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By Wimolsiri Jamnarnwej

(7) Insanity

If one spouse is of unsound mind continuously for more than three years and such unsoundness of mind is difficult to cure such that the continuance of cohabitation as husband and wife cannot be expected, the other spouse may petition for divorce.

(8) Breach of a bond of good behavior

In the case where the husband and wife make a written agreement concerning good behavior as specified by mutual consent, that agreement is a "bond". If one spouse has broken that bond, the other spouse may petition for divorce.

(9) Communicable and dangerous disease

If one spouse is suffering from a communicable and dangerous disease which is chronic and incurable which may cause injury to the other spouse, the other spouse may petition for divorce.

(10) Incompetence

If one spouse is physically and permanently unable to have sexual intercourse, the other spouse may petition for divorce.

The spouse who has caused the other to be physically unable to have sexual intercourse is prohibited from petitioning to the court on this ground.(26)

If the court grants the divorce decree on the ground that the wife has committed adultery, the husband is entitled to claim damages from any person who has wrongfully taken liberties with the wife. Like wise, if the court grants the decree on the ground that the husband has maintained, supported, or made known the taking of another woman as his wife, the wife may sue the other woman in the case where the latter makes it clear openly that she has had an affair with the husband.

The right to petition for divorce on this ground and to claim damages from the spouse or the other man or woman, as the case may be, is limited to the period of one year from the day when the claimant is cognizant of the relevant ground for divorce.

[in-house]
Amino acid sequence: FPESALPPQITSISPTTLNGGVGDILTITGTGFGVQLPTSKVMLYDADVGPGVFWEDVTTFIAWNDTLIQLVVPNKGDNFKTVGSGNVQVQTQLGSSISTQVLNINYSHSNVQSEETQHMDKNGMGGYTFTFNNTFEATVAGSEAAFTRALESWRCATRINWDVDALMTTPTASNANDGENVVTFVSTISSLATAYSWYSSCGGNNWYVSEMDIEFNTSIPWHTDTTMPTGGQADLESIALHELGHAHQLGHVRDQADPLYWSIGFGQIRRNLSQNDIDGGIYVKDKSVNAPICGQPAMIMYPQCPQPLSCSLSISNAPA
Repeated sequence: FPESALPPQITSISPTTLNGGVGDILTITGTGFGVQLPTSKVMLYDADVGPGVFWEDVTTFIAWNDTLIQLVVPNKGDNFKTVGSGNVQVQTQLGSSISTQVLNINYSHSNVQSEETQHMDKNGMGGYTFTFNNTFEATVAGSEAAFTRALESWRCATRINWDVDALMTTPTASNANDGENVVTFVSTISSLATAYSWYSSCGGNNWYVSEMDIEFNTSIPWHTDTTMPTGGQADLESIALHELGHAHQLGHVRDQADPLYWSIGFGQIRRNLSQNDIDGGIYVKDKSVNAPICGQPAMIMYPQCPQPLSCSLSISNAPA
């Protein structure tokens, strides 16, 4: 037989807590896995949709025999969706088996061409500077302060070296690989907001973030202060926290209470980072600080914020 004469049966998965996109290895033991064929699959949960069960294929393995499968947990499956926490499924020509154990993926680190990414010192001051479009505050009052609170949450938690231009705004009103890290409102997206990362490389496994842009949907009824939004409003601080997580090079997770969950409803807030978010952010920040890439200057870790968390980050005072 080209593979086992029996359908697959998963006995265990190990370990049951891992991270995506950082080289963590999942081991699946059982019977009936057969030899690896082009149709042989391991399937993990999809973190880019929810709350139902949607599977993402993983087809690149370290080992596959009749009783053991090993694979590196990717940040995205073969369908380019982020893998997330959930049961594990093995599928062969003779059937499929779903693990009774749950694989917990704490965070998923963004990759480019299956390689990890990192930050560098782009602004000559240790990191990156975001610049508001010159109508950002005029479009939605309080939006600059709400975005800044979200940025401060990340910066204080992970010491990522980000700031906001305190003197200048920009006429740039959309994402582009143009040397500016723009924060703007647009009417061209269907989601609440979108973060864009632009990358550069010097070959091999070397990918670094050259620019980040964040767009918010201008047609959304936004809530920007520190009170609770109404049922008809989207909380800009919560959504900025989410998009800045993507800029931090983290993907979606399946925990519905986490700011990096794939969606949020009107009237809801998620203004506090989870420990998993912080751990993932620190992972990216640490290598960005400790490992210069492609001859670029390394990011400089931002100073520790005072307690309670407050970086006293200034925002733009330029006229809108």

If the party who is bound to pay damages cannot pay all the damages at once the court may allow such party to pay by installments as the court thinks fit.


Prior to the revision of the Civil and Commercial Code, Book 5 (Family) which become effective on October 16, 1976, the law provided that:(27)

"The husband is the head of the conjugal union. He chooses the place of residence and directs what is to be done for maintenance and support."

According to the old family law a married woman had no right to manage the common property without the consent of her husband.

This provision has now been abolished. The husband and wife have equal rights to manage the property which they earn together during marriage.

Property of the husband and wife can be classified into two categories according to the present family law i.e. private property and common property.

Private Property ("Sin Suan Tua")

Private property consists of:(28)

property belonging to either spouse before marriage;
property for personal use, clothing or dress, bodily decoration according to the status of life, tools or instruments necessary for carrying on the occupation or the profession of either spouse;
property acquired by either spouse during marriages through a will or a gratuitous gift;
"Khongman" i.e. property given at the engagement ceremony by the man to the woman as evidence to marry.

Part 6


(26) Civil and Commercial Code, Article 1517 Paragraph 2.

(27) Civil and Commercial Code, Article 1454 (Before revision).

(28) Civil and Commercial Code, Article 1471.